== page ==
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Thursday, March 14, 2013 - Need Some Sleep – Can’t Get There?


Munson Sleep Disorders Center offers experienced polysomnographic technologists will
monitor brain waves, heartbeat, respiration, and body movement during sleep.

Need Some Sleep – Can’t Get There?
World Sleep Day on March 15 is a call to hit the hay

Babies and baby boomers sometimes have the same problem – the need for sleep, but a problem getting there.

Many older adults accept problems with their sleep as an inevitable part of aging, but it is important to realize that the prevalence of many sleep disorders also increases with age.

World Sleep Day (Friday, March 15), organized by the World Association of Sleep Medicine, emphasizes that good sleep remains important for any age. Munson Healthcare board certified sleep specialist Cindy Nichols, Ph.D., said respiratory disorders, changes in circadian sleep cycles, medical and psychiatric illnesses, and increased medicine use all can contribute to poor quality sleep for baby boomers.

Nichols, along with five other sleep specialists at Munson, encourages northern Michigan residents to take their sleep seriously and seek medical advice when sleep becomes more of a chore than a rest. Symptoms of potential sleep disorders include: waking up weary, difficulty initiating or maintaining sleep, an inability to tolerate stress, snoring or breath-holding when sleeping, falling asleep during the afternoon; and many more.

“If you are an older adult, good quality sleep is within reach. It might mean discussing medications with your physician, making changes in your sleep schedule, or getting treatment for other conditions that are interfering with your sleep,” she said.

Munson Healthcare offers six sleep specialists who have board certification by the American Academy of Sleep Medicine. The Munson Sleep Disorders Center is accredited by the American Academy of Sleep Medicine and has eight beds in Traverse City.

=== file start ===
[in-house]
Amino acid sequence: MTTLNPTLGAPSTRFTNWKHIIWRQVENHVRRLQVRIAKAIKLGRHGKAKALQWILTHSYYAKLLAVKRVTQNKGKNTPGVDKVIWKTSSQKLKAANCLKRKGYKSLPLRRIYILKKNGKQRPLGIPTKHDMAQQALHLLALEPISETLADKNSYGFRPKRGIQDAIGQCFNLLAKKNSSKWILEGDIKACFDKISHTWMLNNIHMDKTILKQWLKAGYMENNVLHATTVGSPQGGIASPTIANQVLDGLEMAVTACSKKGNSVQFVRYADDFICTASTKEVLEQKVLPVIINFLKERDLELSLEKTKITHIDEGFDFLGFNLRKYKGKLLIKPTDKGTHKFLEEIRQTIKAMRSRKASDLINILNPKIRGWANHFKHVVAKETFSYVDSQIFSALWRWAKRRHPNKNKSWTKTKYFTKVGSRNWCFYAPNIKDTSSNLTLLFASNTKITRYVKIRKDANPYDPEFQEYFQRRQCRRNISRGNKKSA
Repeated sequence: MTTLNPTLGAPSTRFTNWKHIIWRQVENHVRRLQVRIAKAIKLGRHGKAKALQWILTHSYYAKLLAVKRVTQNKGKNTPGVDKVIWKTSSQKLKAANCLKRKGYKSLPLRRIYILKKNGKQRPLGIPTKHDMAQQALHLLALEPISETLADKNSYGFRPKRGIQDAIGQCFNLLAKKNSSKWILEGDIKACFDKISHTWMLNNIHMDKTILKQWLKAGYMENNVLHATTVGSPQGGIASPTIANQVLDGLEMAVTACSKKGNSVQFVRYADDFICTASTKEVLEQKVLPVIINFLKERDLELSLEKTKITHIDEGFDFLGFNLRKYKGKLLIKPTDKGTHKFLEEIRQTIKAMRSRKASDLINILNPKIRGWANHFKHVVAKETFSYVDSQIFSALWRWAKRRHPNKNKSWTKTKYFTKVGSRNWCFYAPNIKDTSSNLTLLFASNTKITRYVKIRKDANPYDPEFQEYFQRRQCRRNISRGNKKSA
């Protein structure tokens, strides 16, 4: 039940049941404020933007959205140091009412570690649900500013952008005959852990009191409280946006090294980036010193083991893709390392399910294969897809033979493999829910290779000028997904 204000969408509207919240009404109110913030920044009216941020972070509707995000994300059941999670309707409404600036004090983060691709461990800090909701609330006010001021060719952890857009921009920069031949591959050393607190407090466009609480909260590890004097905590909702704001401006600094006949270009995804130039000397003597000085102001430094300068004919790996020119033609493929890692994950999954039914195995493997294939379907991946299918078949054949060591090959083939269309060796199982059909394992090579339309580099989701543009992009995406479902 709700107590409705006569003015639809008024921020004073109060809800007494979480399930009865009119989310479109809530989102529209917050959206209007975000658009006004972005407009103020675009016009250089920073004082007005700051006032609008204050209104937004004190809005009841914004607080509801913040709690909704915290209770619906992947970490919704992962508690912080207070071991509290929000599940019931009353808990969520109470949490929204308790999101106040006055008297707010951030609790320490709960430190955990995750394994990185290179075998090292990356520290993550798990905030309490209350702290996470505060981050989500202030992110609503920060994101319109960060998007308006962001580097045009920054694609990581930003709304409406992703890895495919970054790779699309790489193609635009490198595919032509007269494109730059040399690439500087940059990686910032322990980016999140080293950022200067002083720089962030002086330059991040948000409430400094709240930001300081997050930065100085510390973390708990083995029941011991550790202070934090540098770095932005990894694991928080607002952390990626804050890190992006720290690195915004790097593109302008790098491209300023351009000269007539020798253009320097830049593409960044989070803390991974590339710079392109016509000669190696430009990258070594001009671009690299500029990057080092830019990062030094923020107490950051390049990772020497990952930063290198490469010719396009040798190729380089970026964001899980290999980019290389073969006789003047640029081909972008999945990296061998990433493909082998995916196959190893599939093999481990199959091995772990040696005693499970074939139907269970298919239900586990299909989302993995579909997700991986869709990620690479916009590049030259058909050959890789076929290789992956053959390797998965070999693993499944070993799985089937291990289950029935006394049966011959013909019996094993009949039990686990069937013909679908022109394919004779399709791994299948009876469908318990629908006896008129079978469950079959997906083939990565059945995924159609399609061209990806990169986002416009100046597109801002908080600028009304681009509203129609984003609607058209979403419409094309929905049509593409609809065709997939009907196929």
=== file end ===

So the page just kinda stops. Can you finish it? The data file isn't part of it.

“Some people with sleep problems need testing in a sleep center, some testing can be done in the home, and some people do not require a sleep test to diagnose the cause of the sleep problem, Nichols said. She advises consumers to find out if their sleep specialists is board-certified and to have any recommended testing performed by an accredited facility.

Munson Sleep Disorders Center Manager Jon Wyckoff, RPSGT said often patients come to the center after referral from a primary care physician or other specialist, but staff are happy to provide information about normal sleep and sleep disorders directly to the patient by phone.

When patients are referred to the Munson Sleep Disorders Center, a staff of experienced polysomnographic technologists will monitor brain waves, heartbeat, respiration, and body movement during sleep.

Nichols said while sleeping at the center may not be as natural as at home, it will usually provide sleep specialists with the information needed. A sleep sample, much like a blood draw provides a person’s blood sample and helps provide an accurate diagnosis of problems.

Munson sleep specialists are: Charles Gwizdala, M.D.; John Krcmarik, M.D.; James Milliken, M.D., Margaret Moen, M.D.; Nichols; and David Walker, D.O. All are board-certified by the American Academy of Sleep Medicine.

For more information about the Munson Sleep Disorders Center, call (231) 935-6600 or 1-800-358-9641. Information also can be found online at munsonhealthcare.org/sleep. Information on sleep specialists can be obtained by calling Munson’s HealthLink at 1-800-533-5520.